"Cartoon Art Museum" Descriptive Essay

1569 Words Oct 1st, 2012 7 Pages
Nostalgic Inspiration

Being a lifetime art enthusiast, I spent the majority of my San Francisco trip visiting the best museums they had to offer. All of them inspired me in one way or another but only one of them in particular actually motivated me to continue to become a better artist. The Cartoon Art Museum, or CAM, brightly stood out among the rest because at this museum I was surrounded by the icons of my childhood that originally inspired me to pursue an art career. My passion for my work was rekindled after perusing this museum. When I heard the name “Cartoon Art Museum,” I naturally imagined it as a vibrant and dramatic building that had to be massive, with enough rooms to store a lot of cartoon artwork. Arriving at CAM, I was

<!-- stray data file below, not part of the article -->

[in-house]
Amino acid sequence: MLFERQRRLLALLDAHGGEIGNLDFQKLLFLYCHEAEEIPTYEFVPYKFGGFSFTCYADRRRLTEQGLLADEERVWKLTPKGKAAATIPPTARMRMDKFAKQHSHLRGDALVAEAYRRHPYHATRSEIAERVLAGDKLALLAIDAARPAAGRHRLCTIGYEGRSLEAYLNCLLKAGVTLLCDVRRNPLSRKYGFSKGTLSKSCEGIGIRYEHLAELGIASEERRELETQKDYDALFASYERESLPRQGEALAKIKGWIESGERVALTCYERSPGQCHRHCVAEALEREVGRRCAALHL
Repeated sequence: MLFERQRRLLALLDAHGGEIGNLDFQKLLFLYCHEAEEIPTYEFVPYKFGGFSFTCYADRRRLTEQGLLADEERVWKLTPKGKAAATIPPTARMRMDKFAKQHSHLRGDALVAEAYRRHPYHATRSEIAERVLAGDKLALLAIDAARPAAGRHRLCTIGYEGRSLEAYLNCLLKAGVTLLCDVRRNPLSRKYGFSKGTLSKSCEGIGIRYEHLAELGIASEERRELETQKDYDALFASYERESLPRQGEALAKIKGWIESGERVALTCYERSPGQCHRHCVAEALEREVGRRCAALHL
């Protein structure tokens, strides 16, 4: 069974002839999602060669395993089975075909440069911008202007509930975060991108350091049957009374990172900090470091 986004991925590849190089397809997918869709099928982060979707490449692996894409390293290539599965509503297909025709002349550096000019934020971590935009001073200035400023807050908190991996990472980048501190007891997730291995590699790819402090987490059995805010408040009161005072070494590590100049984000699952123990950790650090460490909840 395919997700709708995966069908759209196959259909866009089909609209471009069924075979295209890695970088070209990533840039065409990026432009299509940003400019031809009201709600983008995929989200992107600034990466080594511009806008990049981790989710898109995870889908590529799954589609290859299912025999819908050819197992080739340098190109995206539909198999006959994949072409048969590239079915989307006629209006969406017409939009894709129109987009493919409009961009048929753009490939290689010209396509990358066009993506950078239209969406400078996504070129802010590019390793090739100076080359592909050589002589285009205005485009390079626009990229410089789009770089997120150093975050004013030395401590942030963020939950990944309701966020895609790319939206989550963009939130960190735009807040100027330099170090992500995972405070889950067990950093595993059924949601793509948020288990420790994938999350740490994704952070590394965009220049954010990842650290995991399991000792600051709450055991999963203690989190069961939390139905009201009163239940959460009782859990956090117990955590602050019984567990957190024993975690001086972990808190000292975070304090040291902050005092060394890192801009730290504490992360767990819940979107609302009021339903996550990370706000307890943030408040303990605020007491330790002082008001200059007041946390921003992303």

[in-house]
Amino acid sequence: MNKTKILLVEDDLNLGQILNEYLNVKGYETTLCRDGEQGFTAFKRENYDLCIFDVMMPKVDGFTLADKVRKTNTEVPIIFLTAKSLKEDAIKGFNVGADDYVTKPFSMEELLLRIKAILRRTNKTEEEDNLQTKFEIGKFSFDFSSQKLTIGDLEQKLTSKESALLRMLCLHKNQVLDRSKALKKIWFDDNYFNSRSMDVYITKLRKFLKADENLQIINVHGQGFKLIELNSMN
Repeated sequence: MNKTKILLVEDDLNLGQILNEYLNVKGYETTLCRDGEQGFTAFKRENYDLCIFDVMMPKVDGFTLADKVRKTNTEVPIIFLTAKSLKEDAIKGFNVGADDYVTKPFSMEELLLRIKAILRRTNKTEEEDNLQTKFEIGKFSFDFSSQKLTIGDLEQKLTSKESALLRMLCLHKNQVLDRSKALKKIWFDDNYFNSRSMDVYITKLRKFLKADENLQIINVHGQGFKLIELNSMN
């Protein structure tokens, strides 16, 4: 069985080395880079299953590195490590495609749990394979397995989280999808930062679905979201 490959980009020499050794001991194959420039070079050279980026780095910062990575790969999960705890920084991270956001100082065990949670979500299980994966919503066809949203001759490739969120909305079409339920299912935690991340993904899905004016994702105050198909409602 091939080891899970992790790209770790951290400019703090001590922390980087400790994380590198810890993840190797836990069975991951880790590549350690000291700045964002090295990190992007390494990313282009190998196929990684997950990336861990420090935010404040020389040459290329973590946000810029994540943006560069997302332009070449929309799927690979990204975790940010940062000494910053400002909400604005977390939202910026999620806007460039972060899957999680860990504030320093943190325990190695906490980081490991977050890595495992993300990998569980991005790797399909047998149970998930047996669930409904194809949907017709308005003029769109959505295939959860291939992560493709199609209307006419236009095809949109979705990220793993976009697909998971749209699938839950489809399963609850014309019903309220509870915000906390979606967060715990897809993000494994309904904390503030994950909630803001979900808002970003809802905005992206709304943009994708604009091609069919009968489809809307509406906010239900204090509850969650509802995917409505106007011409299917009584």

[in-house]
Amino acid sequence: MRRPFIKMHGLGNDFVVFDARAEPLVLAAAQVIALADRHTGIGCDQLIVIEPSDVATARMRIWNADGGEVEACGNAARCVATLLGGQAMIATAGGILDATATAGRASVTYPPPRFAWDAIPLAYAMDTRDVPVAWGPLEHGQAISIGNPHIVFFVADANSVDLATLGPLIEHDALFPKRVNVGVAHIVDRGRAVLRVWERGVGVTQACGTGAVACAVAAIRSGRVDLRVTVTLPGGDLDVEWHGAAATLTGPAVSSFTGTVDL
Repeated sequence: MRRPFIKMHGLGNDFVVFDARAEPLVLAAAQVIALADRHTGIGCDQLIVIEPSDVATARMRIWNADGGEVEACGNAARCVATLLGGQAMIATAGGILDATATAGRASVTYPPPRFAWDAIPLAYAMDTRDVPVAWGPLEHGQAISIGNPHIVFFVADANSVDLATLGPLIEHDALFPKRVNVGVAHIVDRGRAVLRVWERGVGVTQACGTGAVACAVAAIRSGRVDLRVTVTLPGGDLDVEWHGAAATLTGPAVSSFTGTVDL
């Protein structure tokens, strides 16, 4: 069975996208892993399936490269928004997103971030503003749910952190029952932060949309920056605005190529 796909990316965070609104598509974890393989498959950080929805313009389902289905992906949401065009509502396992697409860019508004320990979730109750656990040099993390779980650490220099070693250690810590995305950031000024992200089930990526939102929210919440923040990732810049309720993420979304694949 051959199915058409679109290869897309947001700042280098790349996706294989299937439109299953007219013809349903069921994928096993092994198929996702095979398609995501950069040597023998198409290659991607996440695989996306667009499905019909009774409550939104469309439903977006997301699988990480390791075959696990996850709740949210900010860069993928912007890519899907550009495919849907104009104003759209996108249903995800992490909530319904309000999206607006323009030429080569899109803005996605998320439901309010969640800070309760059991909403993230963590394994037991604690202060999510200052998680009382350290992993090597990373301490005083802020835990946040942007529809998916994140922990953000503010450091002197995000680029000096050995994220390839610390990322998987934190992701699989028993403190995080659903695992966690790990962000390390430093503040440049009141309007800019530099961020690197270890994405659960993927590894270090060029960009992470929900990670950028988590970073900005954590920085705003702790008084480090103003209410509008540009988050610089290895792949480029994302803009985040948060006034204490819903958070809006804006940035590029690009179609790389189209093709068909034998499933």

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Expecting the comic book to look like an ancient document, brittle and discolored, I was impressed to find it in impeccable condition. It still had most of that new comic book “gloss.” It was in a plastic cover protecting it from dust and other threats to it’s condition. The only flaws were the fading and wear on the edges of the page corners. The first edition of the “Avengers: Earth’s Mightiest Heroes” only featured four heroes; Iron Man, Ant Man, The Hulk, and Thor. The featured super-villain nemesis was of course, Loki, Thor’s brother. I giggled at Iron Man’s design because it looked nothing like his modern rendition. His design was simple; only gold, with a clunky design that made him look stiff and robotic; hardly what anyone would imagine a super-hero to look like. The Hulk’s and Thor’s designs weren’t that different from what they are today. The Hulk was always green, muscular, with short hair and only donning a pair of shorts. Thor’s armor and weapon seemed to be pretty much the same; his crimson red cape and futuristic but otherworldly armor largely unchanged. The first comic was published on September 1st, 1963. The punch line, “Super-heroes, super-villains, super thrills! Presented in the fabulous manner” was displayed in a cliché comic book speech bubble. I laughed because that tacky punchline wouldn’t do well today. On the surrounding walls there were framed pieces of concept art and comic book panels showing the

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